FAD caught up with Joanna Kirk just as her exhibition opened at Blain|Southern to talk about her work work.
1 Have you always felt yourself an artist?
I have always loved to draw. As a child, it calmed me down. I wasn’t aware at the time that this was what being an artist was but I had certainly never thought about doing anything else. I was always happiest drawing in my room. On my own. The moment I realised that there was something more to this, that maybe I was an artist, was when I was a teenager and I was taken to lots of galleries. I can remember in particular my mother taking me to see the Leonardo Da Vinci Cartoon at the National Gallery. It was in a darkened room. It seemed so mysterious and moving. That’s when I suppose I first thought about how powerful art can be and when I knew I wanted to be an artist.
2. Can you tell us more about your work and what are the main ideas you would like to express?
I am interested in our relationship to nature and the connectedness of that. I am interested in the changes that we go through in our lives – from a vulnerable child to an uncertain yet powerful adulthood. My use of landscape is because I am fascinated by the overwhelming and uncontrollable chaos of nature, which to me feels like life itself. My use of figures in this landscape is to enact scenarios which are not literal or illustrative but give a feeling, a sense of mood, an atmosphere. For example in ‘Mothership’ I am talking about a young girl who is taking her place in the world. She is feeling empowered and has every right to that landscape, and my relationship to that child means that my presence is like the rock with the beam of light pointing down to her, allowing her to be the person that she wants to be.
3 The female experience is an important part of your work – how did you come to engage with this topic above others?
Firstly, I started thinking a lot more about it when I had children. When you have a child you maybe see the world afresh, more objectively. When I had my first child I felt compelled to make work about her and was really excited about doing so. But I also found it very hard to find artists who were not sentimental about this and who were dealing with this in a rigorous way. I was reading a lot of books at the time, mostly by people like Rachel Cusk and Sylvia Plath, and these writers inspired me to keep working and gave me a back-up to do what I wanted to do. I did one piece where my daughter was about eight months old. It was about going on a walk with her. And yet the nature was at times threatening and each piece had an object from the walk – the antithesis if you like of a Richard Long walk. I suppose this was when nature started creeping into my work. But I am also interested in a young boy’s perspective. My second child is a boy. The female experience is important to my work but not the only thing. The themes of my work, I believe, are universal.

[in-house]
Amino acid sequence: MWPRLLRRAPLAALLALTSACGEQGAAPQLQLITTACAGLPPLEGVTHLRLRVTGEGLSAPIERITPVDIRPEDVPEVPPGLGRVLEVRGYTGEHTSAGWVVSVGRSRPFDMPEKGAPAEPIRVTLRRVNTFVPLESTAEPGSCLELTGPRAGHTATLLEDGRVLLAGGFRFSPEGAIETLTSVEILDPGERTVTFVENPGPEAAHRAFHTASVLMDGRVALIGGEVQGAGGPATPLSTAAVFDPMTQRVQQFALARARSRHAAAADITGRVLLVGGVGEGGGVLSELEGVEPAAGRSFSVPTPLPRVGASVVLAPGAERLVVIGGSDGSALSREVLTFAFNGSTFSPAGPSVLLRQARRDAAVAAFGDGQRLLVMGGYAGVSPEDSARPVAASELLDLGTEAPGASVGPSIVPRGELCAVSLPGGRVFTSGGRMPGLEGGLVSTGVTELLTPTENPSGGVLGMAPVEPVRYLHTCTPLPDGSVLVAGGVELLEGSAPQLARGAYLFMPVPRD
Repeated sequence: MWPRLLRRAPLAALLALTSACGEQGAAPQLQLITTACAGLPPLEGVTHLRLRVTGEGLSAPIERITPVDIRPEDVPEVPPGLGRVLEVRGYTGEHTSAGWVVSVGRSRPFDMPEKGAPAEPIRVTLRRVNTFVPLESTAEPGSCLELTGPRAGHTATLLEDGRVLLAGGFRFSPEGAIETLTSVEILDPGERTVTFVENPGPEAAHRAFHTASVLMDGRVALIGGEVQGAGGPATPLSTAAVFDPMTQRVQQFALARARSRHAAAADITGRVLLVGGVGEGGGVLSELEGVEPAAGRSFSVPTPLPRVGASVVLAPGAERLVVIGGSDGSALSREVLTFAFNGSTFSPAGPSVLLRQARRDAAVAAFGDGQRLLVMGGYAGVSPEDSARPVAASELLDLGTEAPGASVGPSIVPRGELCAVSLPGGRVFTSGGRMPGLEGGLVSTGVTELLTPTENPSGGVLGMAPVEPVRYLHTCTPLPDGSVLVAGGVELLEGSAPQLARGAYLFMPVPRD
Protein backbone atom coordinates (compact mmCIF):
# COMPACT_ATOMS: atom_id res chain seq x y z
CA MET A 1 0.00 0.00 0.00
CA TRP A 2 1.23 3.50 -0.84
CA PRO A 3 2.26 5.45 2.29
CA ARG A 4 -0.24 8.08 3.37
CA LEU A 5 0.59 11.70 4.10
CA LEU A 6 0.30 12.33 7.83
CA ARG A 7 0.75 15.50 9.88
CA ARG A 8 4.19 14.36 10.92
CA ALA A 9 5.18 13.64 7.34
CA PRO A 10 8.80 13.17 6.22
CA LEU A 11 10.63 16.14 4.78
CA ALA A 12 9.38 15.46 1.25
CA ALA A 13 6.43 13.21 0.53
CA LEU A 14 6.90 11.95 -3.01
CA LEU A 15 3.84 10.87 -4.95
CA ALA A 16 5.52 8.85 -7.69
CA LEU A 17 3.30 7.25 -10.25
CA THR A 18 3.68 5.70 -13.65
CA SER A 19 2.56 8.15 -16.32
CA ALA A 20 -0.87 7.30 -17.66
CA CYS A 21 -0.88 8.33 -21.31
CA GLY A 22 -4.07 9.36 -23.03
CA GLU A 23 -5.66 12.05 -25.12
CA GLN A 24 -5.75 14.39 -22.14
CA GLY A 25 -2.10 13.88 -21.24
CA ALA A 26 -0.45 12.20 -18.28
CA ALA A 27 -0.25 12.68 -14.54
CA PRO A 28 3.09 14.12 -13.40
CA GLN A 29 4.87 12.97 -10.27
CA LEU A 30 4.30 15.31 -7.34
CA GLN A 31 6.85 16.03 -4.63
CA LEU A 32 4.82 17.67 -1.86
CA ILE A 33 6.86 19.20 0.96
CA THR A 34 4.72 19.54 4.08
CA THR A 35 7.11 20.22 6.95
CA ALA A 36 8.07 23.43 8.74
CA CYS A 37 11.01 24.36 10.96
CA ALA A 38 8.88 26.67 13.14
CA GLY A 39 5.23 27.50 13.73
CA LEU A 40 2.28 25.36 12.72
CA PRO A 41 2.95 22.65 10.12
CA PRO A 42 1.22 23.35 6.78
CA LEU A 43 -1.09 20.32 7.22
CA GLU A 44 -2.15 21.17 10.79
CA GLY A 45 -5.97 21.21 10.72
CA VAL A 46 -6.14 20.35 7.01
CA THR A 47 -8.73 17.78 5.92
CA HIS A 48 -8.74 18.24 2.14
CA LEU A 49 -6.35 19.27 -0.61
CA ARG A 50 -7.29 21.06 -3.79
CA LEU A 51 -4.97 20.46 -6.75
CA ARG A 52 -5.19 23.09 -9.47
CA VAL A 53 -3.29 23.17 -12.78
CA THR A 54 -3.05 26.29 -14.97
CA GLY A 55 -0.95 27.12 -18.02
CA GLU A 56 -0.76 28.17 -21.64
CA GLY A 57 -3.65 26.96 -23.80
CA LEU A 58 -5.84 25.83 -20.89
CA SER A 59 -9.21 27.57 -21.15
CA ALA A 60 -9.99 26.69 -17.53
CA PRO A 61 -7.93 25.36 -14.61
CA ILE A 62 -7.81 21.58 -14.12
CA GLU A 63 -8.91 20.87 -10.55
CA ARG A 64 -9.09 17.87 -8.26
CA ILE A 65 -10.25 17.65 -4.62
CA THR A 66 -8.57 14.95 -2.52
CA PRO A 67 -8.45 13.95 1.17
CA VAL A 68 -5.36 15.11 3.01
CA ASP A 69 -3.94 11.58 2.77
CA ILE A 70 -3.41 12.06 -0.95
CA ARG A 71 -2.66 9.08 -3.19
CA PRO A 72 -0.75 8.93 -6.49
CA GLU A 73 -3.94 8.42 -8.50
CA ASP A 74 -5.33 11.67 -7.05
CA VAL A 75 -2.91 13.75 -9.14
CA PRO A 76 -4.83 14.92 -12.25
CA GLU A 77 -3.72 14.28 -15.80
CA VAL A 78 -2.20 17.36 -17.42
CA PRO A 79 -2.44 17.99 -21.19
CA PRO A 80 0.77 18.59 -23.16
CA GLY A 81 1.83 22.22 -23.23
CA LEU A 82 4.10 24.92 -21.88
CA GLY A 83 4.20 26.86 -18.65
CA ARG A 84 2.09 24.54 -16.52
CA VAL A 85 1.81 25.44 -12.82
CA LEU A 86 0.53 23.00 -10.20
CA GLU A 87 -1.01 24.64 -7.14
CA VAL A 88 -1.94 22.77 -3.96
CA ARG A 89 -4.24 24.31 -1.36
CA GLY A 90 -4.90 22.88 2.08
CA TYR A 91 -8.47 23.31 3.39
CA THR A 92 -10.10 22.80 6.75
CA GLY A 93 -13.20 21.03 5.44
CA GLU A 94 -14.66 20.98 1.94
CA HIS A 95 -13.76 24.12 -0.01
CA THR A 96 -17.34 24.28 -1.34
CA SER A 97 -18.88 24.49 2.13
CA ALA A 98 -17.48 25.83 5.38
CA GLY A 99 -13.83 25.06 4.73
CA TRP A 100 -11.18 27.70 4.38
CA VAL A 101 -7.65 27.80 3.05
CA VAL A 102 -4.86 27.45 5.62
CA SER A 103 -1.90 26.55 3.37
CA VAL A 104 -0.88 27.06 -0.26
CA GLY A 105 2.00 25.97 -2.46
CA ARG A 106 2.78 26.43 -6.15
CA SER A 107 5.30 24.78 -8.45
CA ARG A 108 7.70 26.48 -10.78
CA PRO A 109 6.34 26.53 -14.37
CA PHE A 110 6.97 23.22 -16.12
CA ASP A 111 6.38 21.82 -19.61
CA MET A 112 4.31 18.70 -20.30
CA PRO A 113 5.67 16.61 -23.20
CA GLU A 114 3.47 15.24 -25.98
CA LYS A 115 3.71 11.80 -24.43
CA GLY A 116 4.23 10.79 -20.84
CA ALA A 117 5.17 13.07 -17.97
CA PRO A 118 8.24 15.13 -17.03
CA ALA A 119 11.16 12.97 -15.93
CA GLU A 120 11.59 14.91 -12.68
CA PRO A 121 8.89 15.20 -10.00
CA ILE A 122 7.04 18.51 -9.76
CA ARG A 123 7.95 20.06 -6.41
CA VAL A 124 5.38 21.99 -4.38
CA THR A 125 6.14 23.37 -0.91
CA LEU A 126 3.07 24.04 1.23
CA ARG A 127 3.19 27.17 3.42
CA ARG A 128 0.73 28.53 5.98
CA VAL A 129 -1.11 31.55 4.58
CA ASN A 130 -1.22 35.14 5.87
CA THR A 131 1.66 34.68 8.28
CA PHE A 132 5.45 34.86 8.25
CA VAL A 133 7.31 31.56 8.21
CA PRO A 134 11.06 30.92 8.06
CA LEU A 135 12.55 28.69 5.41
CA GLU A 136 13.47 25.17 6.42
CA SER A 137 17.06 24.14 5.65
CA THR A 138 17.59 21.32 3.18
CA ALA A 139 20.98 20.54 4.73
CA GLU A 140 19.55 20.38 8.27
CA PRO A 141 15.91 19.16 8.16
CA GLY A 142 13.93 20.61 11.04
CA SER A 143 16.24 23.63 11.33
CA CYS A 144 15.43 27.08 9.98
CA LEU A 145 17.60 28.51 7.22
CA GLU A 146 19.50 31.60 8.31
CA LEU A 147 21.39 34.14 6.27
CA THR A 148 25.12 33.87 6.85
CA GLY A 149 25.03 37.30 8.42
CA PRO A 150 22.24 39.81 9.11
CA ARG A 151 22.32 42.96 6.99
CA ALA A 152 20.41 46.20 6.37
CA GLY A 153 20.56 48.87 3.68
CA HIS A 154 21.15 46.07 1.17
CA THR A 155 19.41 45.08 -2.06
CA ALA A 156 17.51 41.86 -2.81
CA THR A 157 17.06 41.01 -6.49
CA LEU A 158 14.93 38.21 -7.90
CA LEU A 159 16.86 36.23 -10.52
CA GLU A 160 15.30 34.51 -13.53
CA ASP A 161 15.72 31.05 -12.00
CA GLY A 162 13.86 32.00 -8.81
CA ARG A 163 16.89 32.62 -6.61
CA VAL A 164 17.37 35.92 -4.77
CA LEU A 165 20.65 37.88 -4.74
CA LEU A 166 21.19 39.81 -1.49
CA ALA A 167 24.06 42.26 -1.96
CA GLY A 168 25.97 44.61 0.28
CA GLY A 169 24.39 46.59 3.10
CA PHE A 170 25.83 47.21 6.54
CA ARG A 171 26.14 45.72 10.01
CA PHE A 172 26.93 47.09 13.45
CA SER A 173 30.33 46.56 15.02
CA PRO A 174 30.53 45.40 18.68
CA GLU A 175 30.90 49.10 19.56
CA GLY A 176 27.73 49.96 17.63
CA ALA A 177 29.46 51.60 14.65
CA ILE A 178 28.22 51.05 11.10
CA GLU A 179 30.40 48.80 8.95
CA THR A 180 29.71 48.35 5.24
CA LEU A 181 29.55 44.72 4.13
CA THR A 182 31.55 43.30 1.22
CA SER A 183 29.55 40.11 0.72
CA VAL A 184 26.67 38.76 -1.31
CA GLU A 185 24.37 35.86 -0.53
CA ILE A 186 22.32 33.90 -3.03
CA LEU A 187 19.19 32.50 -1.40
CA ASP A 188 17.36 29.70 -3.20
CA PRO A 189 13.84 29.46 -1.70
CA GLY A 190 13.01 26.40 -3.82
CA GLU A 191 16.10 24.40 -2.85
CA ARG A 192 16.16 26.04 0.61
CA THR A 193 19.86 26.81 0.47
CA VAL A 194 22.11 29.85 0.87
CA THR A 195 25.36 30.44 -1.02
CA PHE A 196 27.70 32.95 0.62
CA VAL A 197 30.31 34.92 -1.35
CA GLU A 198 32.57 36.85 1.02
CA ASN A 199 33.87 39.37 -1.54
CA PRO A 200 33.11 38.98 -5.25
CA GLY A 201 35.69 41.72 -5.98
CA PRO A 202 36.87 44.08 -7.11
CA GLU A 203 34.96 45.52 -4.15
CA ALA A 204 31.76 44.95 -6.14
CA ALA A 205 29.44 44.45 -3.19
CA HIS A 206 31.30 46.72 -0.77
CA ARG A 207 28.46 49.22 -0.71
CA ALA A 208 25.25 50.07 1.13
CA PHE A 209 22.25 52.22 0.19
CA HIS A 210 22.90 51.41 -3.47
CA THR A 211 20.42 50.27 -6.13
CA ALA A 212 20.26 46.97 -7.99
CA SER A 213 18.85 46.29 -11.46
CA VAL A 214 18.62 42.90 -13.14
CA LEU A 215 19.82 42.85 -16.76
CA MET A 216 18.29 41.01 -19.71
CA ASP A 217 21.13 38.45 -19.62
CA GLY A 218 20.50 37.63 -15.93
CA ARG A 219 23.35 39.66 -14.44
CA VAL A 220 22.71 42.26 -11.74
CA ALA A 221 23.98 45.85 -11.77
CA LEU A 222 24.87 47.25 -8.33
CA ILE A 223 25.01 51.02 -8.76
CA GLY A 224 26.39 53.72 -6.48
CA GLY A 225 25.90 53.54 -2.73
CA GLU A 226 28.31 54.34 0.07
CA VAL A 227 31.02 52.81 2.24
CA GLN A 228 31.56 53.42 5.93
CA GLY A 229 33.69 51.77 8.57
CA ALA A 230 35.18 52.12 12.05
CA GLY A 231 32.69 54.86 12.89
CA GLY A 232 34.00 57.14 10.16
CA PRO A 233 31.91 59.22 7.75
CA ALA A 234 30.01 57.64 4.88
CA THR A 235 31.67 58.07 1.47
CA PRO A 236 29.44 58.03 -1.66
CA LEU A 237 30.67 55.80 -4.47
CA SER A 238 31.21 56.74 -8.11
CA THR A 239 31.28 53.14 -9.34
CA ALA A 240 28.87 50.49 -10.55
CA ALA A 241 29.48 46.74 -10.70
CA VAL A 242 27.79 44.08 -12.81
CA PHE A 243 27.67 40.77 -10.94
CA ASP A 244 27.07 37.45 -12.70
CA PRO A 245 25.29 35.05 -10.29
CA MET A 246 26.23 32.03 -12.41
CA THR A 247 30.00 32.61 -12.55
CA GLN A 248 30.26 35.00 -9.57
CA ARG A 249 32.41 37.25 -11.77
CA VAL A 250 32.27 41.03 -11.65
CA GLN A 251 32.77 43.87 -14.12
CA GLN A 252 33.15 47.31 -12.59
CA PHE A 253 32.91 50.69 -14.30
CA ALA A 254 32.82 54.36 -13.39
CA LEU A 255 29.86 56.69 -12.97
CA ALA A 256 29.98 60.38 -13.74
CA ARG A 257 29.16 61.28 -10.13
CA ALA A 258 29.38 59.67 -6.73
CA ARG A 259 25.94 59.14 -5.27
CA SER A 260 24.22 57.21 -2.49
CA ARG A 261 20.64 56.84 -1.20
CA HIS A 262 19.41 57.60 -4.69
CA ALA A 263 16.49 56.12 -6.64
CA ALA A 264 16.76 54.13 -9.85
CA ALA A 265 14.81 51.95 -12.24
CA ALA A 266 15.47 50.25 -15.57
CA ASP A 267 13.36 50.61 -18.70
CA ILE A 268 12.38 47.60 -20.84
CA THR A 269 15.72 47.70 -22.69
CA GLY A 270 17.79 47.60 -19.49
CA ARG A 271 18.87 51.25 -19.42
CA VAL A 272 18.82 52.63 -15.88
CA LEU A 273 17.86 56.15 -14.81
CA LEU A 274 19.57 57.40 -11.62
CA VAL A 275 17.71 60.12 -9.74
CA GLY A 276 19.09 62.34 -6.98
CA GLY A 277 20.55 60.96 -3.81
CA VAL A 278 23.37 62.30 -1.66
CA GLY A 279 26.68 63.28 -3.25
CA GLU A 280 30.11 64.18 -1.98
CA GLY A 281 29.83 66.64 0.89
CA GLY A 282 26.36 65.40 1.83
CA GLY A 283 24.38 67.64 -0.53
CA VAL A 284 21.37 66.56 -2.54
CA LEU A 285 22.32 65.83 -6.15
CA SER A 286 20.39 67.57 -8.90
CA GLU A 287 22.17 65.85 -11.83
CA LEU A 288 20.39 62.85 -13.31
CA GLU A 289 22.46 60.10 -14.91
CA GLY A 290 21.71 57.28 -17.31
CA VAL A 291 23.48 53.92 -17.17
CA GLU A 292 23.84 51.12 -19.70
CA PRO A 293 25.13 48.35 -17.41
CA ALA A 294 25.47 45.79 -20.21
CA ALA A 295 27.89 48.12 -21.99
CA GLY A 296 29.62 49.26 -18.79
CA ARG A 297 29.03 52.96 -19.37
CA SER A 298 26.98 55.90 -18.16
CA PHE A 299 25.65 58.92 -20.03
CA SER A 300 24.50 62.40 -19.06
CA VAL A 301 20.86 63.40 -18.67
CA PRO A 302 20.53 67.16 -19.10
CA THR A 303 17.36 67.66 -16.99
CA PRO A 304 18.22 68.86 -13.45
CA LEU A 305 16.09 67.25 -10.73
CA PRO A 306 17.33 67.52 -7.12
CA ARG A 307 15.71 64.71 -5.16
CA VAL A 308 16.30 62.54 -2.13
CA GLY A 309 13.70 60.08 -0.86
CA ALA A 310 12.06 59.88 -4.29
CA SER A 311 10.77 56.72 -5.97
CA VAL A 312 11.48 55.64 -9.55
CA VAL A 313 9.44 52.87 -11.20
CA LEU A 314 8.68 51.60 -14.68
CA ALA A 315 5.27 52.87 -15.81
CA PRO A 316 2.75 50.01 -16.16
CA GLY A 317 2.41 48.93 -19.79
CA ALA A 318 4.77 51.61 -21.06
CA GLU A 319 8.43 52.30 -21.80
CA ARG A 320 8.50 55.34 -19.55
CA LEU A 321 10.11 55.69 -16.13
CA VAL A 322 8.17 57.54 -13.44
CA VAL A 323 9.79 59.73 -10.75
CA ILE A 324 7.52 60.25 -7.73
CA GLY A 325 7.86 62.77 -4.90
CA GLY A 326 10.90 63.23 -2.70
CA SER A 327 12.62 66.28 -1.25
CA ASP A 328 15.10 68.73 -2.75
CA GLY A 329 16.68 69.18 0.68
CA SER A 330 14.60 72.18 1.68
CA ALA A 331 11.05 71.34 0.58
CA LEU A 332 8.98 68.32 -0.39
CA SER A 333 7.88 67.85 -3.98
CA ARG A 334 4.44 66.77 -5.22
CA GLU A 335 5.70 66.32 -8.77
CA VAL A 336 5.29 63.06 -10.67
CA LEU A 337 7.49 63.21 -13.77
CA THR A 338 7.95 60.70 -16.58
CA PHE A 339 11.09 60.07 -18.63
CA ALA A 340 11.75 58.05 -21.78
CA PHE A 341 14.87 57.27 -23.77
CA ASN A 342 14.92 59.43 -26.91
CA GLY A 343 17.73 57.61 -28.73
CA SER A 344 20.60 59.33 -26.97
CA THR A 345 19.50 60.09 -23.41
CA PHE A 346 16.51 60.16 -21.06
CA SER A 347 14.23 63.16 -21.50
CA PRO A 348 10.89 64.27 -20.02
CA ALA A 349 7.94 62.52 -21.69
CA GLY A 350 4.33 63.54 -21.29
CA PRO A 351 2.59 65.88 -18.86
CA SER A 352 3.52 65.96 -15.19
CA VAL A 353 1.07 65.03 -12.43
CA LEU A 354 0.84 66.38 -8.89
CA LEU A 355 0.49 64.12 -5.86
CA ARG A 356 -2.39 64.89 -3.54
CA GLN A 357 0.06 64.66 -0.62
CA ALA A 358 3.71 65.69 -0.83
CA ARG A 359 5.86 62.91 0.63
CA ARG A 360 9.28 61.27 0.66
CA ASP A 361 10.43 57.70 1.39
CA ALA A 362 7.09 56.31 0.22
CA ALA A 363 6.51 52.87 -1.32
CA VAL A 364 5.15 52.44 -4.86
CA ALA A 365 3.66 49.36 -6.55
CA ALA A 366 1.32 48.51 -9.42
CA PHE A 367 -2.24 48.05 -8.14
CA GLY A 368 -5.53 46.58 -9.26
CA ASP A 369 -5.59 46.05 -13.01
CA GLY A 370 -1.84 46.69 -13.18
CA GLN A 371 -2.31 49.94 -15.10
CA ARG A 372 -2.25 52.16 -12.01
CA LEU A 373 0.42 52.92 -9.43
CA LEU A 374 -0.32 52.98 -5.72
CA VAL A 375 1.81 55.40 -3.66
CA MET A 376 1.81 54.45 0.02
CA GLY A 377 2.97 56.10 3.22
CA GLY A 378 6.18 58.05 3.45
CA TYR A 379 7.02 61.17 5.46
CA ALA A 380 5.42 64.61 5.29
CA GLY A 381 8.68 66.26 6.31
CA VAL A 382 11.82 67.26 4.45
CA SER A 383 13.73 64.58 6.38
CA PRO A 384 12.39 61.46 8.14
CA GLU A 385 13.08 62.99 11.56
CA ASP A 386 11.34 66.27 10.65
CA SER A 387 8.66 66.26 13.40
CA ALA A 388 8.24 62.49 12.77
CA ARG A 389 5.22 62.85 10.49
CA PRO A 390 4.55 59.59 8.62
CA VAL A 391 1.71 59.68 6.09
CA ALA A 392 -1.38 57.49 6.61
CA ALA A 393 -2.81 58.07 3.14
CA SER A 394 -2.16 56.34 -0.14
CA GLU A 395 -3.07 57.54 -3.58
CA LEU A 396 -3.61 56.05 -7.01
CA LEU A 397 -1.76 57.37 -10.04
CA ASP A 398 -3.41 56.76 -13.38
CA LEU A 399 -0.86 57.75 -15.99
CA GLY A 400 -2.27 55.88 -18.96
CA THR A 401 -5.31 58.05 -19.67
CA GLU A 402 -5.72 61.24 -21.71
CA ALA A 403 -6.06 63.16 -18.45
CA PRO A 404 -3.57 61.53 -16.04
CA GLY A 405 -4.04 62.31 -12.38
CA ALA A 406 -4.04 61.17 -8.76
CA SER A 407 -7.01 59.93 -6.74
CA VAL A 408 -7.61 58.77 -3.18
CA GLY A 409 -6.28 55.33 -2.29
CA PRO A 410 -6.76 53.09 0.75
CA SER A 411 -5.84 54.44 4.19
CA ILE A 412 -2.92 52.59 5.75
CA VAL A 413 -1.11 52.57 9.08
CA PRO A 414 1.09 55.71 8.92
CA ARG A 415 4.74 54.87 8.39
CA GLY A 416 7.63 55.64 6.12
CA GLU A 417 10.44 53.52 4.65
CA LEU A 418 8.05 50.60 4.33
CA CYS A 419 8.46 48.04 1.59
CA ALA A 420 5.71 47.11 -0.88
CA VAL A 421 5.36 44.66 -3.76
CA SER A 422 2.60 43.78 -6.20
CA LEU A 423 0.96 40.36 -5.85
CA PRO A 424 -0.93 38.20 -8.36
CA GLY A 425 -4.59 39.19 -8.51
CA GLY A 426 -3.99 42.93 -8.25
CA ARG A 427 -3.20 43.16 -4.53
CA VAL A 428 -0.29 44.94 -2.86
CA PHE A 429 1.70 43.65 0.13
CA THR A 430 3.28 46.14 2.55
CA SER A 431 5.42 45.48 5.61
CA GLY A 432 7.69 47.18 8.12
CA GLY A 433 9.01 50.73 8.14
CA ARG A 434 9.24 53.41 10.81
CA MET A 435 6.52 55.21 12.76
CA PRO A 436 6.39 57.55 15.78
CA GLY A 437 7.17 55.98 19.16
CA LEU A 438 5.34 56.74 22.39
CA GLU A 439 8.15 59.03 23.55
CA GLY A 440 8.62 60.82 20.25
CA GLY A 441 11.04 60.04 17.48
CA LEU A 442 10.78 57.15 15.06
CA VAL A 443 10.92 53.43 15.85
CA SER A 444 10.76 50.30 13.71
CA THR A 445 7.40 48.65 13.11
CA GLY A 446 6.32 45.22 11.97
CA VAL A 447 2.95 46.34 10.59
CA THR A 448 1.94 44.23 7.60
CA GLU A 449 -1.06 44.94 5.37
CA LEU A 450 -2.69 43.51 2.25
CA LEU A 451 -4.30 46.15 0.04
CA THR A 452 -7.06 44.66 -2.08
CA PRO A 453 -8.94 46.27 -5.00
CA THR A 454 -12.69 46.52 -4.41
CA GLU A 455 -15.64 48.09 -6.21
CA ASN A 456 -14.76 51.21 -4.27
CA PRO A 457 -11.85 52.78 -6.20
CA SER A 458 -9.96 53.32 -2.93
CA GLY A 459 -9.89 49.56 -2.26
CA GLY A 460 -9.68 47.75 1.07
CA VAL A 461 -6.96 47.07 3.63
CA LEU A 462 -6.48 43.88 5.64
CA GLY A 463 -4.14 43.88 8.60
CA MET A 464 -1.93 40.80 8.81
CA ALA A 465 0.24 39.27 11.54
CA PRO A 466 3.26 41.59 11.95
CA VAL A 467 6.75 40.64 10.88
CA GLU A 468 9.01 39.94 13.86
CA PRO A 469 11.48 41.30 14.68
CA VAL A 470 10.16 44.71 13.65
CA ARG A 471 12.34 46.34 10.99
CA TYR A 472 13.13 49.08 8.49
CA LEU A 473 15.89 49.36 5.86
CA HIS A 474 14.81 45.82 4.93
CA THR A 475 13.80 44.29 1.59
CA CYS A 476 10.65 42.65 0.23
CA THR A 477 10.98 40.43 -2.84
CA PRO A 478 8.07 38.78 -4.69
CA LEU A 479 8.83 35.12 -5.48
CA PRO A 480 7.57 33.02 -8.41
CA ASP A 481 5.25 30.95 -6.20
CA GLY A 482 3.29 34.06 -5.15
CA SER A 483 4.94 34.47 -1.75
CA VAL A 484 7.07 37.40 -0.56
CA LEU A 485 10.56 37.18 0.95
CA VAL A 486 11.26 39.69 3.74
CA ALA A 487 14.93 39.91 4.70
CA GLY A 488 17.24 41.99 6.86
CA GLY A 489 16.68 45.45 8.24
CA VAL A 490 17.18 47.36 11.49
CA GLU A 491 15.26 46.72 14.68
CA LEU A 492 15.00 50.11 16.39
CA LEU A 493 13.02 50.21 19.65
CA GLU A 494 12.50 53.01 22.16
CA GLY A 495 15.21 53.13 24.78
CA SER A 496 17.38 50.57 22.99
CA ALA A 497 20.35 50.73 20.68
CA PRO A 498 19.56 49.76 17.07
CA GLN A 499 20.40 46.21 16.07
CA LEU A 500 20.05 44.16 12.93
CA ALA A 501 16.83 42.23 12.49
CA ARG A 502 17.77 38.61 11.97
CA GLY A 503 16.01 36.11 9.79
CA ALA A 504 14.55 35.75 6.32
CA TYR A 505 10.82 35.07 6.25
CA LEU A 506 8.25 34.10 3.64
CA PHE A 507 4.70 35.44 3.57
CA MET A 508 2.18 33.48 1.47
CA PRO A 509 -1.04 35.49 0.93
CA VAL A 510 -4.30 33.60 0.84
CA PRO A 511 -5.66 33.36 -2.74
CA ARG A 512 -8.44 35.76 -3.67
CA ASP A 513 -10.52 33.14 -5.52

4. How do you start the process of making work?
I read. I listen to music. For example the Icelandic composer Jon Leifs. I am always thinking about things. Confrontation. War. Good versus evil. Nurturing, what it is to nurture another human being. Then I take a lot of photographs in a landscape to help clarify my thoughts. I also look at other artists’ colours and the mood of the piece will then be defined partly by the colour. Then I disappear for about three months and come out of each work having been completely consumed by it.
5. Do you consider the viewer, when making your work?
I have huge respect for the viewer but I really do it for myself and it is as though I have no choice but to do my work. It is gratifying and important to me of course when people do respond to the work. Any reaction is interesting. I have actually had people cry at the work. This really shocked me. It was the isolation of the figure in the landscape I am told.
6. Name 3 artists that have inspired your work.
Hard to name just three. Certainly Peter Doig, Mary Kelly, Johannes Karval.
7. What defines something as a work of art?
For me it is something that reflects back on what it is to be a human now.
8. What plans do you have to continue to pursue your art career in 2015/6?
I just want to keep pushing my ideas forward and to be able to do so.
9. Final Question if you had $49,500 to buy in art who would you invest it in?
JOANNA KIRK 9th September 2015 – 3rd October 2015 Blain|Southern 4 Hanover Square London W1S 1BP www.blainsouthern.com